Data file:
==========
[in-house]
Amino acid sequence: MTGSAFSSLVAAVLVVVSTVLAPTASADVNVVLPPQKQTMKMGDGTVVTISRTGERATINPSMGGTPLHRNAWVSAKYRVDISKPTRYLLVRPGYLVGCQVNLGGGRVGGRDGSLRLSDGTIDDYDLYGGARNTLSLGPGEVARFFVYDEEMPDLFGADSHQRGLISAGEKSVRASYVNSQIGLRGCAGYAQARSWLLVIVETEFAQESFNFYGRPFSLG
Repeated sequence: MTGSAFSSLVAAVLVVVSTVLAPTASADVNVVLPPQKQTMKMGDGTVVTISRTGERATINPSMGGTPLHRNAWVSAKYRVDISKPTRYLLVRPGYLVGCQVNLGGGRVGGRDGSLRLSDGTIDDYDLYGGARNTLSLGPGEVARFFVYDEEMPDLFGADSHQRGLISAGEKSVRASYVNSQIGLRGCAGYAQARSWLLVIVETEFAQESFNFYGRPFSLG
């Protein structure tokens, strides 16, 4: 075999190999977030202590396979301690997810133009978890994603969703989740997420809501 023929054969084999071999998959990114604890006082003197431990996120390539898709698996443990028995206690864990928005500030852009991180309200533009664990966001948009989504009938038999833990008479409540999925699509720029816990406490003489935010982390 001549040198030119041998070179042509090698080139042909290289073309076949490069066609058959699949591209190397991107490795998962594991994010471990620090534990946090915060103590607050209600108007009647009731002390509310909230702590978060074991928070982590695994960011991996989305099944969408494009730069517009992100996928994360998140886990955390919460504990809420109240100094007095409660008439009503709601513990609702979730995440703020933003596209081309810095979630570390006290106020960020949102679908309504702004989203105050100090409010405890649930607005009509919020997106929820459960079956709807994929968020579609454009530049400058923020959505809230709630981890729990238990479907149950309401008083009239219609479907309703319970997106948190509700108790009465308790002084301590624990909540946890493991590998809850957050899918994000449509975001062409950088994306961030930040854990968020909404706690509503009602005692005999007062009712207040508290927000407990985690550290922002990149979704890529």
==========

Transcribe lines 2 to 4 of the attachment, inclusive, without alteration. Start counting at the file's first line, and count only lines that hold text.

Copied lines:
Amino acid sequence: MTGSAFSSLVAAVLVVVSTVLAPTASADVNVVLPPQKQTMKMGDGTVVTISRTGERATINPSMGGTPLHRNAWVSAKYRVDISKPTRYLLVRPGYLVGCQVNLGGGRVGGRDGSLRLSDGTIDDYDLYGGARNTLSLGPGEVARFFVYDEEMPDLFGADSHQRGLISAGEKSVRASYVNSQIGLRGCAGYAQARSWLLVIVETEFAQESFNFYGRPFSLG
Repeated sequence: MTGSAFSSLVAAVLVVVSTVLAPTASADVNVVLPPQKQTMKMGDGTVVTISRTGERATINPSMGGTPLHRNAWVSAKYRVDISKPTRYLLVRPGYLVGCQVNLGGGRVGGRDGSLRLSDGTIDDYDLYGGARNTLSLGPGEVARFFVYDEEMPDLFGADSHQRGLISAGEKSVRASYVNSQIGLRGCAGYAQARSWLLVIVETEFAQESFNFYGRPFSLG
């Protein structure tokens, strides 16, 4: 075999190999977030202590396979301690997810133009978890994603969703989740997420809501 023929054969084999071999998959990114604890006082003197431990996120390539898709698996443990028995206690864990928005500030852009991180309200533009664990966001948009989504009938038999833990008479409540999925699509720029816990406490003489935010982390 001549040198030119041998070179042509090698080139042909290289073309076949490069066609058959699949591209190397991107490795998962594991994010471990620090534990946090915060103590607050209600108007009647009731002390509310909230702590978060074991928070982590695994960011991996989305099944969408494009730069517009992100996928994360998140886990955390919460504990809420109240100094007095409660008439009503709601513990609702979730995440703020933003596209081309810095979630570390006290106020960020949102679908309504702004989203105050100090409010405890649930607005009509919020997106929820459960079956709807994929968020579609454009530049400058923020959505809230709630981890729990238990479907149950309401008083009239219609479907309703319970997106948190509700108790009465308790002084301590624990909540946890493991590998809850957050899918994000449509975001062409950088994306961030930040854990968020909404706690509503009602005692005999007062009712207040508290927000407990985690550290922002990149979704890529």